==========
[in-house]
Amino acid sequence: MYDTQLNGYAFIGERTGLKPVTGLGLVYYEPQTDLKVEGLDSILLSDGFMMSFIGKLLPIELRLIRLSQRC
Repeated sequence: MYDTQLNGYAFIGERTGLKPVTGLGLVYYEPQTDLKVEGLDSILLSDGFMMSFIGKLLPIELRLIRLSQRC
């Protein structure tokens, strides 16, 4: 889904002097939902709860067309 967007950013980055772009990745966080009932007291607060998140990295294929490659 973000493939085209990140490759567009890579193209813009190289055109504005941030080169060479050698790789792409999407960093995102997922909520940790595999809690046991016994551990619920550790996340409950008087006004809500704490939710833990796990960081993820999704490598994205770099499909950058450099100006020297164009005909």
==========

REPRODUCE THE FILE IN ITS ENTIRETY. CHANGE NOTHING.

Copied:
[in-house]
Amino acid sequence: MYDTQLNGYAFIGERTGLKPVTGLGLVYYEPQTDLKVEGLDSILLSDGFMMSFIGKLLPIELRLIRLSQRC
Repeated sequence: MYDTQLNGYAFIGERTGLKPVTGLGLVYYEPQTDLKVEGLDSILLSDGFMMSFIGKLLPIELRLIRLSQRC
């Protein structure tokens, strides 16, 4: 889904002097939902709860067309 967007950013980055772009990745966080009932007291607060998140990295294929490659 973000493939085209990140490759567009890579193209813009190289055109504005941030080169060479050698790789792409999407960093995102997922909520940790595999809690046991016994551990619920550790996340409950008087006004809500704490939710833990796990960081993820999704490598994205770099499909950058450099100006020297164009005909």